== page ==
Different Tones of a Cuban Xmas


Xmas-navidad.jpgHAVANA TIMES, December 23.- In Cuba there are many ways of looking at Christmas, that religious celebration of life, unity and happiness. It’s not enough to describe the midnight mass or the plates people eat on Christmas Eve. It’s not enough that people wish each other well in the streets, in the buses or the bread line. It’s not enough that there’s a Christmas tree in the living room or not. It’s much more. Christmas has different tones.

Many people recall the family gatherings and the dinners, even in the first years of the revolution. It was a deep rooted custom that seemed impossible to displace. Some believe the celebration became forbidden in 1969 when the call was made for massive participation in the 10 million ton sugar cane harvest and that it was reinstated with Pope John Paul’s visit in 1998.

However, there are those that believe that it was never really prohibited because there was no written law that said so; it was just a reflection of the times. A time in which the population was saddened by the death of “Che” and had no motivation to celebrate.  A period during which the effort to plant a protective barrier of fruit and timber-yielding trees around the capital took priority, and there was no time to celebrate. A time when volunteer work days were constant to assure the country’s development. A difficult period where nobody said what couldn’t be done, but it was clear what had to be done.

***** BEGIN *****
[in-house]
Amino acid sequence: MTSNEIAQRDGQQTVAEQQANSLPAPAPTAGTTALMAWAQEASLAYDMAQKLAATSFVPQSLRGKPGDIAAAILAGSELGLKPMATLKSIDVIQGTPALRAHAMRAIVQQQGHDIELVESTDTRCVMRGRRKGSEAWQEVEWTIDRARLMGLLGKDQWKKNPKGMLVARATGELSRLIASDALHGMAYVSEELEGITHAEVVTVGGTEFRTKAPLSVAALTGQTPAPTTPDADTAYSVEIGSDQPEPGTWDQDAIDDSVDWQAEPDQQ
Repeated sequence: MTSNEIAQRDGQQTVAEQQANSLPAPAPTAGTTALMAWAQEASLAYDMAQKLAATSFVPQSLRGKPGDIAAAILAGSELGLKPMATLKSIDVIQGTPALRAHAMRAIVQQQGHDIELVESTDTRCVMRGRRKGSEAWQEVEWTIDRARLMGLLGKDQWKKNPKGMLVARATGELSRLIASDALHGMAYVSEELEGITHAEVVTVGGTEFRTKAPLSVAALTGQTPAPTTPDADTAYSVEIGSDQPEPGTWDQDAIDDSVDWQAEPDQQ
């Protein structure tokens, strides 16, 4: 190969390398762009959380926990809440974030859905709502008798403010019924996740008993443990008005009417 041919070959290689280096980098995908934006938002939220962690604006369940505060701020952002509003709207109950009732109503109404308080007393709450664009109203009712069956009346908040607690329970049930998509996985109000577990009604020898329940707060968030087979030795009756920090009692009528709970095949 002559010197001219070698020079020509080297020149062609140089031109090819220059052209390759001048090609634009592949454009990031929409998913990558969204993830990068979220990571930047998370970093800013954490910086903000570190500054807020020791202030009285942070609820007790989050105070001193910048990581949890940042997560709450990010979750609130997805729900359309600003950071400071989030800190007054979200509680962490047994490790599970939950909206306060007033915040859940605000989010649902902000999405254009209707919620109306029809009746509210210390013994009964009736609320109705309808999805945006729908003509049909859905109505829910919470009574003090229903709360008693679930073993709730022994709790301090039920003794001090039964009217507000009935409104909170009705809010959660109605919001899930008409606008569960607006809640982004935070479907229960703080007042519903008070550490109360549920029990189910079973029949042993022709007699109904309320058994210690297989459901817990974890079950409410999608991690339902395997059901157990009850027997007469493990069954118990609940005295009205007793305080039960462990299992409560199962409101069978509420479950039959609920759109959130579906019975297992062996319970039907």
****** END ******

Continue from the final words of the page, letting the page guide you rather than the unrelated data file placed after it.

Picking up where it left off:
It isn’t necessary to prohibit something in writing if we know that we don’t want it to be done. There are many ways to prohibit, some more subtle than others, some more hostile that others. Some are more painful than others. Prohibitions are bothersome, and no matter how much they resist, human beings always try to keep them out of their lives.

You can celebrate Christmas or not. Christians believe in the birth of baby Jesus, non-believers enjoy a day of family reunion. The majority of people put out their best plates for the dinner on this date. Now it’s different. Now you can talk about Christmas or any other religious aspect without having fingers pointed at you, or being frowned on by society: that all-important society that condemns or extols you. The same society that has always been comprised of all types of people (believers, non-believers, the apathetic and enthusiasts) and who react differently depending on the period in which they live.